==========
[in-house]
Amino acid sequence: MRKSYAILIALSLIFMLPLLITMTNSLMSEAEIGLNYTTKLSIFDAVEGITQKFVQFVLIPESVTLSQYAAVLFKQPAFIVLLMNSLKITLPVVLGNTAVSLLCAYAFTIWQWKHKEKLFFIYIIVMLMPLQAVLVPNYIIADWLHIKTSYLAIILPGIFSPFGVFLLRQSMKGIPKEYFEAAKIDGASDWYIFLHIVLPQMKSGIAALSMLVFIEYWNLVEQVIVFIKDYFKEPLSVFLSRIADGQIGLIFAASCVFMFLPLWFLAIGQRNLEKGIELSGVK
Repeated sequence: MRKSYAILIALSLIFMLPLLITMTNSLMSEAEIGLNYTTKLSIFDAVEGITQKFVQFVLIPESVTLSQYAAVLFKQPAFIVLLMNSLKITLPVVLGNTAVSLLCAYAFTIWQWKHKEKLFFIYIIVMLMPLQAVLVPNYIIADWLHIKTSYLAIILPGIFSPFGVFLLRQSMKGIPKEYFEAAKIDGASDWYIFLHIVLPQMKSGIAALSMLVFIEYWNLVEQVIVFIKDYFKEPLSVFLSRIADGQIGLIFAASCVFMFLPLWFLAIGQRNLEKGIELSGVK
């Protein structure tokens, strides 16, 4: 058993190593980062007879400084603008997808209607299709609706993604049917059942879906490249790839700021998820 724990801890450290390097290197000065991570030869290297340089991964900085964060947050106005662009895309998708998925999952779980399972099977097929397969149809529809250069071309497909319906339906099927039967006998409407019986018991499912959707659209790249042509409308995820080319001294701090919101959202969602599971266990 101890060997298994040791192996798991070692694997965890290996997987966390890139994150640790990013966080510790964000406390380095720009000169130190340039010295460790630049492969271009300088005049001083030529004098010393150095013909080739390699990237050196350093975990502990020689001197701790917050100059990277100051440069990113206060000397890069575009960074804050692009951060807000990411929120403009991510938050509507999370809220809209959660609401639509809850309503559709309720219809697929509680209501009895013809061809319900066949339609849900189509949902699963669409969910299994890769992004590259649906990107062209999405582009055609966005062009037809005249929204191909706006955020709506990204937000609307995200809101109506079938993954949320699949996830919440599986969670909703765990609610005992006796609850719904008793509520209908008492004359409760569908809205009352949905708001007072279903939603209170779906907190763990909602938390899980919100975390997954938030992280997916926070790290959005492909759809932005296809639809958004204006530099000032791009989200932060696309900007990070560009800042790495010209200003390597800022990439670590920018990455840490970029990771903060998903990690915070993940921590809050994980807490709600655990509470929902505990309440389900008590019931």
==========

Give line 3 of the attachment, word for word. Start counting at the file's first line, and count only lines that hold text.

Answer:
Repeated sequence: MRKSYAILIALSLIFMLPLLITMTNSLMSEAEIGLNYTTKLSIFDAVEGITQKFVQFVLIPESVTLSQYAAVLFKQPAFIVLLMNSLKITLPVVLGNTAVSLLCAYAFTIWQWKHKEKLFFIYIIVMLMPLQAVLVPNYIIADWLHIKTSYLAIILPGIFSPFGVFLLRQSMKGIPKEYFEAAKIDGASDWYIFLHIVLPQMKSGIAALSMLVFIEYWNLVEQVIVFIKDYFKEPLSVFLSRIADGQIGLIFAASCVFMFLPLWFLAIGQRNLEKGIELSGVK